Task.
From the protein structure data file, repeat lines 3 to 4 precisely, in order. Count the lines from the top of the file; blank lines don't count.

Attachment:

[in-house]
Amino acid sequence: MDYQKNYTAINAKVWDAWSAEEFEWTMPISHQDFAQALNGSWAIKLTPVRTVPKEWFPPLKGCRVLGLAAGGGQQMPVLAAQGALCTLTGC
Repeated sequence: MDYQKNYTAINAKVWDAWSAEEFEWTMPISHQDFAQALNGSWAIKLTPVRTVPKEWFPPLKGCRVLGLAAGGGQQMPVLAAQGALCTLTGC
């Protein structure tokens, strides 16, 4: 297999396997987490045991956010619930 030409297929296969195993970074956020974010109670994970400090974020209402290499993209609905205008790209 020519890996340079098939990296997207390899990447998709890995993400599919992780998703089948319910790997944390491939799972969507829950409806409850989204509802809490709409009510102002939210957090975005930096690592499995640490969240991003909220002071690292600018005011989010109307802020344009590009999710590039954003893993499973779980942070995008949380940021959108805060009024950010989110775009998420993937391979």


Repeated sequence: MDYQKNYTAINAKVWDAWSAEEFEWTMPISHQDFAQALNGSWAIKLTPVRTVPKEWFPPLKGCRVLGLAAGGGQQMPVLAAQGALCTLTGC
């Protein structure tokens, strides 16, 4: 297999396997987490045991956010619930 030409297929296969195993970074956020974010109670994970400090974020209402290499993209609905205008790209 020519890996340079098939990296997207390899990447998709890995993400599919992780998703089948319910790997944390491939799972969507829950409806409850989204509802809490709409009510102002939210957090975005930096690592499995640490969240991003909220002071690292600018005011989010109307802020344009590009999710590039954003893993499973779980942070995008949380940021959108805060009024950010989110775009998420993937391979």